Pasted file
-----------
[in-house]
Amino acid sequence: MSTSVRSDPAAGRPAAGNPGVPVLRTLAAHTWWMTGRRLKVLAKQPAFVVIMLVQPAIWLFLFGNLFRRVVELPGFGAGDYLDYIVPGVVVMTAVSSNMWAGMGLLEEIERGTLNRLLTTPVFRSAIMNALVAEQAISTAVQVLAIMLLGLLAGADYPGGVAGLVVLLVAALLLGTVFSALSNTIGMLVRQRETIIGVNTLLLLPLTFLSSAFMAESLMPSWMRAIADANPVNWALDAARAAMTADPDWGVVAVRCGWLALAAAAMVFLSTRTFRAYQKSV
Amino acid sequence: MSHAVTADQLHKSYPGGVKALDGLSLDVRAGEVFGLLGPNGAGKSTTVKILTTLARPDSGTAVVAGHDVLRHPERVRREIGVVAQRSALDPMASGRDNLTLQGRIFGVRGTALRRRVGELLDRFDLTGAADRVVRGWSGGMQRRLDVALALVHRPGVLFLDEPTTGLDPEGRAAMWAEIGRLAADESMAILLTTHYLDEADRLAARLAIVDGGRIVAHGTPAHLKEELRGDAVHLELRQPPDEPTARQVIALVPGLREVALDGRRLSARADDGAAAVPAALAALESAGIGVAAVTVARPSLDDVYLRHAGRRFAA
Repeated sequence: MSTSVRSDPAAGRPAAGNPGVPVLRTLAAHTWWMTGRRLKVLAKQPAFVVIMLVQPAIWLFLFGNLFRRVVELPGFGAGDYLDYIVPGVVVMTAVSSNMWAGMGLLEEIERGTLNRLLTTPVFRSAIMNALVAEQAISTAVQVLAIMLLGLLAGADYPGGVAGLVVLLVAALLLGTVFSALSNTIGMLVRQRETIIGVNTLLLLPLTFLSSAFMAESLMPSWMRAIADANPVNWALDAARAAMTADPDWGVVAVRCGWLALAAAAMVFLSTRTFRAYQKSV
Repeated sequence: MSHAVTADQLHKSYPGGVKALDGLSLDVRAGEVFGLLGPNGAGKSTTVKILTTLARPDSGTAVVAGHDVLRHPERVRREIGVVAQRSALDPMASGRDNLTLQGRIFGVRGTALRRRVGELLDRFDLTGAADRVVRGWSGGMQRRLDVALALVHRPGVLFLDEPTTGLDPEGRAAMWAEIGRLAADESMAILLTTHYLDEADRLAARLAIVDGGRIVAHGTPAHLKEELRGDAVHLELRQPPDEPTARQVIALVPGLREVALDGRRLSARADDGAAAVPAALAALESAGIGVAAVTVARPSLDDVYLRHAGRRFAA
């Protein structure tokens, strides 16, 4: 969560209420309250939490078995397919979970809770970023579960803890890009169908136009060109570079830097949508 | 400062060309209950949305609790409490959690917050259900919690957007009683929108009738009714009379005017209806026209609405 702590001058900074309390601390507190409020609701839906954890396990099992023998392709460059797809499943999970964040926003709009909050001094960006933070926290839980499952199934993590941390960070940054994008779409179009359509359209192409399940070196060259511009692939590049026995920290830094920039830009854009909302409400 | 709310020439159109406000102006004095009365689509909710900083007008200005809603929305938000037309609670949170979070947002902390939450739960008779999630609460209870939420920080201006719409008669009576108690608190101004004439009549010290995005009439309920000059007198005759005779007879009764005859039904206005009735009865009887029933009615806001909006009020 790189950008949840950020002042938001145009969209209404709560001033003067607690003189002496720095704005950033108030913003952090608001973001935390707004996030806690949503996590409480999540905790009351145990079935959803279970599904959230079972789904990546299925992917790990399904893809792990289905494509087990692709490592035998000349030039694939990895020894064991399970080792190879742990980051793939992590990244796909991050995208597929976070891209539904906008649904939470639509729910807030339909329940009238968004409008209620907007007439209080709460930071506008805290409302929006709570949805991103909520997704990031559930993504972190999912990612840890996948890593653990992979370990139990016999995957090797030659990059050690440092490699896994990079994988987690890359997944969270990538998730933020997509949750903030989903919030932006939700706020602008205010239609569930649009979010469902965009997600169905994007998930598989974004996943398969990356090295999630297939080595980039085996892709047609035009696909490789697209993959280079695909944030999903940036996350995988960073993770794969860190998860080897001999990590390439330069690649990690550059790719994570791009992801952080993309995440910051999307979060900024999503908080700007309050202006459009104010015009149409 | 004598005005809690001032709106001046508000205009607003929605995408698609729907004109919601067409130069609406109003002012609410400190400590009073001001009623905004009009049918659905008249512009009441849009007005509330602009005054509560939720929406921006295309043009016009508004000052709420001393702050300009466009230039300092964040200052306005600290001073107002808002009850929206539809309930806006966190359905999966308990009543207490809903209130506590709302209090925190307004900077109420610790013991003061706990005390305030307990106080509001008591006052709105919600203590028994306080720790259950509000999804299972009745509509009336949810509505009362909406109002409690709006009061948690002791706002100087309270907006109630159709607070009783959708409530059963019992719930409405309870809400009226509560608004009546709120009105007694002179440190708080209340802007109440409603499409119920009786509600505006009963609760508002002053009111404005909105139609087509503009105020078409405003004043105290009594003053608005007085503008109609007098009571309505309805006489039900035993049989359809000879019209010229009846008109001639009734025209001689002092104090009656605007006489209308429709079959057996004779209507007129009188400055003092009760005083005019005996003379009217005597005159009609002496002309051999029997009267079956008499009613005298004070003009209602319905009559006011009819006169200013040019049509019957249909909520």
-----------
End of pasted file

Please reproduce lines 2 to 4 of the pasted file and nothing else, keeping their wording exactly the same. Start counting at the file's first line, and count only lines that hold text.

Amino acid sequence: MSTSVRSDPAAGRPAAGNPGVPVLRTLAAHTWWMTGRRLKVLAKQPAFVVIMLVQPAIWLFLFGNLFRRVVELPGFGAGDYLDYIVPGVVVMTAVSSNMWAGMGLLEEIERGTLNRLLTTPVFRSAIMNALVAEQAISTAVQVLAIMLLGLLAGADYPGGVAGLVVLLVAALLLGTVFSALSNTIGMLVRQRETIIGVNTLLLLPLTFLSSAFMAESLMPSWMRAIADANPVNWALDAARAAMTADPDWGVVAVRCGWLALAAAAMVFLSTRTFRAYQKSV
Amino acid sequence: MSHAVTADQLHKSYPGGVKALDGLSLDVRAGEVFGLLGPNGAGKSTTVKILTTLARPDSGTAVVAGHDVLRHPERVRREIGVVAQRSALDPMASGRDNLTLQGRIFGVRGTALRRRVGELLDRFDLTGAADRVVRGWSGGMQRRLDVALALVHRPGVLFLDEPTTGLDPEGRAAMWAEIGRLAADESMAILLTTHYLDEADRLAARLAIVDGGRIVAHGTPAHLKEELRGDAVHLELRQPPDEPTARQVIALVPGLREVALDGRRLSARADDGAAAVPAALAALESAGIGVAAVTVARPSLDDVYLRHAGRRFAA
Repeated sequence: MSTSVRSDPAAGRPAAGNPGVPVLRTLAAHTWWMTGRRLKVLAKQPAFVVIMLVQPAIWLFLFGNLFRRVVELPGFGAGDYLDYIVPGVVVMTAVSSNMWAGMGLLEEIERGTLNRLLTTPVFRSAIMNALVAEQAISTAVQVLAIMLLGLLAGADYPGGVAGLVVLLVAALLLGTVFSALSNTIGMLVRQRETIIGVNTLLLLPLTFLSSAFMAESLMPSWMRAIADANPVNWALDAARAAMTADPDWGVVAVRCGWLALAAAAMVFLSTRTFRAYQKSV